UBC Theses and Dissertations

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UBC Theses and Dissertations

Essays on the rank-wealth hypothesis Newton, David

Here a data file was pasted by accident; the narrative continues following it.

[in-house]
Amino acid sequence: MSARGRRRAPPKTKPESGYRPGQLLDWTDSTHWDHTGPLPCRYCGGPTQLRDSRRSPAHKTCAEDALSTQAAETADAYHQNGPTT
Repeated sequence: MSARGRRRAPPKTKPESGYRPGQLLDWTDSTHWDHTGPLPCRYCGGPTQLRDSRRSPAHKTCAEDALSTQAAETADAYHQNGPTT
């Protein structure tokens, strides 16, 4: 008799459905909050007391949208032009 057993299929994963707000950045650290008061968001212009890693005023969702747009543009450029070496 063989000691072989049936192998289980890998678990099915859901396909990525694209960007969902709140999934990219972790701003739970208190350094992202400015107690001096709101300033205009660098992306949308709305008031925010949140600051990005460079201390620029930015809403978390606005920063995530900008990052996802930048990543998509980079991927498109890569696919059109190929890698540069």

This thesis comprises two manuscripts which sequentially develop and test the Rank-Wealth Model (RWM). The first manuscript constructs the RWM from basic economic principles by assuming consumer good indivisibility. If consumer goods are indivisible, and one also assumes finite supply and homogeneous preferences, the resultant derived utility function of each individual will become their rank in society. This is an important result for it can explain 'Keeping up with the Joneses' motives as well as generate a value function that in the aggregate closely resembles Kahneman and Tversky's Prospect Theory (1979). The RWM can therefore explain a number of nancial anomalies including the endowment effect, simultaneous gambling and insuring, lottery regressivity and sub-optimal diversification. The second manuscript tests some of the predictions that arise from RWM. Using methodology similar to Kumar (2009) the second study begins by confirming the previously documented observation that poor individuals hold more lottery-type-stocks (LTS) than the rich. Next, tests of the RWM are conducted using a proxy variable that measures individual rank as well as the Gini measure of wealth concentration. As expected, high LTS portfolios do underperform low LTS portfolios using standard risk metrics but that dominance is reversed when rank is considered. The second manuscript provides empirical support for the RWM by showing that it may be fully rational for the poorest individuals to concentrate their portfolio value into a few stocks that have higher idiosyncratic risk and skewness even if the (conventional) risk-adjusted expected return of those stocks is negative.

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